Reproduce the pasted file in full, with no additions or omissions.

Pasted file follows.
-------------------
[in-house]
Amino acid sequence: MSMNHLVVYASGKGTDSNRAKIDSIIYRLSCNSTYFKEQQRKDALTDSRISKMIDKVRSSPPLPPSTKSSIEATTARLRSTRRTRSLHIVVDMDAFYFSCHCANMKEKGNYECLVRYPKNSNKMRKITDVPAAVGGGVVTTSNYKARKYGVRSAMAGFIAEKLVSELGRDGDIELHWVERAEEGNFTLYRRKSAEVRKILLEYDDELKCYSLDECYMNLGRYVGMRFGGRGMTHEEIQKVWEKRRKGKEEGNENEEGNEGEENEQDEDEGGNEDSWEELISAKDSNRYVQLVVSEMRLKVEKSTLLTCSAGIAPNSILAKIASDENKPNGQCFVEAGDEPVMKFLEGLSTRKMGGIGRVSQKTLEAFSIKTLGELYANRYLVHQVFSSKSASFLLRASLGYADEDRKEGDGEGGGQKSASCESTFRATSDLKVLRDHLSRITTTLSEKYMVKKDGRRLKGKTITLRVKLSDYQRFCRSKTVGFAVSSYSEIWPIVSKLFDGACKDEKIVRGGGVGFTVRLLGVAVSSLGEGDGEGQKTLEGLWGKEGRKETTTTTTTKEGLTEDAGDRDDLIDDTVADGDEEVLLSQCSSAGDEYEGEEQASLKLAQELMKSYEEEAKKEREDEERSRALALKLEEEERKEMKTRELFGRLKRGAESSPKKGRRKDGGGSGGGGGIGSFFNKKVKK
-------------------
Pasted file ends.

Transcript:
[in-house]
Amino acid sequence: MSMNHLVVYASGKGTDSNRAKIDSIIYRLSCNSTYFKEQQRKDALTDSRISKMIDKVRSSPPLPPSTKSSIEATTARLRSTRRTRSLHIVVDMDAFYFSCHCANMKEKGNYECLVRYPKNSNKMRKITDVPAAVGGGVVTTSNYKARKYGVRSAMAGFIAEKLVSELGRDGDIELHWVERAEEGNFTLYRRKSAEVRKILLEYDDELKCYSLDECYMNLGRYVGMRFGGRGMTHEEIQKVWEKRRKGKEEGNENEEGNEGEENEQDEDEGGNEDSWEELISAKDSNRYVQLVVSEMRLKVEKSTLLTCSAGIAPNSILAKIASDENKPNGQCFVEAGDEPVMKFLEGLSTRKMGGIGRVSQKTLEAFSIKTLGELYANRYLVHQVFSSKSASFLLRASLGYADEDRKEGDGEGGGQKSASCESTFRATSDLKVLRDHLSRITTTLSEKYMVKKDGRRLKGKTITLRVKLSDYQRFCRSKTVGFAVSSYSEIWPIVSKLFDGACKDEKIVRGGGVGFTVRLLGVAVSSLGEGDGEGQKTLEGLWGKEGRKETTTTTTTKEGLTEDAGDRDDLIDDTVADGDEEVLLSQCSSAGDEYEGEEQASLKLAQELMKSYEEEAKKEREDEERSRALALKLEEEERKEMKTRELFGRLKRGAESSPKKGRRKDGGGSGGGGGIGSFFNKKVKK